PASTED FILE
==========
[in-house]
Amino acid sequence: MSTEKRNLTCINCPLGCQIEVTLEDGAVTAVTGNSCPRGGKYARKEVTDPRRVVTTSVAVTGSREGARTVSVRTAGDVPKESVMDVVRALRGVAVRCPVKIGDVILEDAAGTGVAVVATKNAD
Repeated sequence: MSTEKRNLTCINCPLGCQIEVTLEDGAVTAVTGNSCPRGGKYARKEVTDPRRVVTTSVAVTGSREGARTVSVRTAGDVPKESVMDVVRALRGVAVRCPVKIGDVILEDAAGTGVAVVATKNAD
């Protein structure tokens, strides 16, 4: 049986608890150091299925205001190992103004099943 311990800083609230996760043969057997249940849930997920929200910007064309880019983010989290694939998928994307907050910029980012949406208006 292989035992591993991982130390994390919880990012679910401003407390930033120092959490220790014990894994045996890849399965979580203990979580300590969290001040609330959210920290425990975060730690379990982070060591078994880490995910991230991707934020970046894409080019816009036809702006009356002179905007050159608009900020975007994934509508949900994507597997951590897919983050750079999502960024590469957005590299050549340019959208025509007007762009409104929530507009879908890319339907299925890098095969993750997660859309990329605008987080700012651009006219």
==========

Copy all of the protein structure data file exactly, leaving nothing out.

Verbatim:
[in-house]
Amino acid sequence: MSTEKRNLTCINCPLGCQIEVTLEDGAVTAVTGNSCPRGGKYARKEVTDPRRVVTTSVAVTGSREGARTVSVRTAGDVPKESVMDVVRALRGVAVRCPVKIGDVILEDAAGTGVAVVATKNAD
Repeated sequence: MSTEKRNLTCINCPLGCQIEVTLEDGAVTAVTGNSCPRGGKYARKEVTDPRRVVTTSVAVTGSREGARTVSVRTAGDVPKESVMDVVRALRGVAVRCPVKIGDVILEDAAGTGVAVVATKNAD
């Protein structure tokens, strides 16, 4: 049986608890150091299925205001190992103004099943 311990800083609230996760043969057997249940849930997920929200910007064309880019983010989290694939998928994307907050910029980012949406208006 292989035992591993991982130390994390919880990012679910401003407390930033120092959490220790014990894994045996890849399965979580203990979580300590969290001040609330959210920290425990975060730690379990982070060591078994880490995910991230991707934020970046894409080019816009036809702006009356002179905007050159608009900020975007994934509508949900994507597997951590897919983050750079999502960024590469957005590299050549340019959208025509007007762009409104929530507009879908890319339907299925890098095969993750997660859309990329605008987080700012651009006219």